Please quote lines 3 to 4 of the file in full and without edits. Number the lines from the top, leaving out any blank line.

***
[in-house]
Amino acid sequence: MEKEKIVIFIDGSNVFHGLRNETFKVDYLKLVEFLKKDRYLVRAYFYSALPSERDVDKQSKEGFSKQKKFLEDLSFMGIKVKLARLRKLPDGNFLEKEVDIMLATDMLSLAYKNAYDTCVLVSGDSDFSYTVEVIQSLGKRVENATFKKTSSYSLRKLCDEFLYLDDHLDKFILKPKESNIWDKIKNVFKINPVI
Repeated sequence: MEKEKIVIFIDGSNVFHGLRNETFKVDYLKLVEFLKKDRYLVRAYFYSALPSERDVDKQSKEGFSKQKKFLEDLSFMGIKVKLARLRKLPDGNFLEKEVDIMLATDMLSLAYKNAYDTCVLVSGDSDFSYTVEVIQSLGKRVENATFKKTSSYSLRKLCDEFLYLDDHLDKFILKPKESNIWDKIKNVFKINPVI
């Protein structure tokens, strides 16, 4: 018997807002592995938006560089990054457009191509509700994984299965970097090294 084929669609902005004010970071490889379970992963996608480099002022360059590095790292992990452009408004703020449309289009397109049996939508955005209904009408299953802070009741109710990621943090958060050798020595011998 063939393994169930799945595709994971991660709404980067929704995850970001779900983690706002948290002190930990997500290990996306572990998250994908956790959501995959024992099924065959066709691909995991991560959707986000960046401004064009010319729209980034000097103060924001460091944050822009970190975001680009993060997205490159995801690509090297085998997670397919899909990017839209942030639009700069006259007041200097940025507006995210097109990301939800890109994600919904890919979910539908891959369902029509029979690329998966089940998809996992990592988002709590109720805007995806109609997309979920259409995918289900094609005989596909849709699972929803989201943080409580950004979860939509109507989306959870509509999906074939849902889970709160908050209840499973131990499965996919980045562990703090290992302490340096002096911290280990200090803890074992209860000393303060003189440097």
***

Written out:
Repeated sequence: MEKEKIVIFIDGSNVFHGLRNETFKVDYLKLVEFLKKDRYLVRAYFYSALPSERDVDKQSKEGFSKQKKFLEDLSFMGIKVKLARLRKLPDGNFLEKEVDIMLATDMLSLAYKNAYDTCVLVSGDSDFSYTVEVIQSLGKRVENATFKKTSSYSLRKLCDEFLYLDDHLDKFILKPKESNIWDKIKNVFKINPVI
């Protein structure tokens, strides 16, 4: 018997807002592995938006560089990054457009191509509700994984299965970097090294 084929669609902005004010970071490889379970992963996608480099002022360059590095790292992990452009408004703020449309289009397109049996939508955005209904009408299953802070009741109710990621943090958060050798020595011998 063939393994169930799945595709994971991660709404980067929704995850970001779900983690706002948290002190930990997500290990996306572990998250994908956790959501995959024992099924065959066709691909995991991560959707986000960046401004064009010319729209980034000097103060924001460091944050822009970190975001680009993060997205490159995801690509090297085998997670397919899909990017839209942030639009700069006259007041200097940025507006995210097109990301939800890109994600919904890919979910539908891959369902029509029979690329998966089940998809996992990592988002709590109720805007995806109609997309979920259409995918289900094609005989596909849709699972929803989201943080409580950004979860939509109507989306959870509509999906074939849902889970709160908050209840499973131990499965996919980045562990703090290992302490340096002096911290280990200090803890074992209860000393303060003189440097």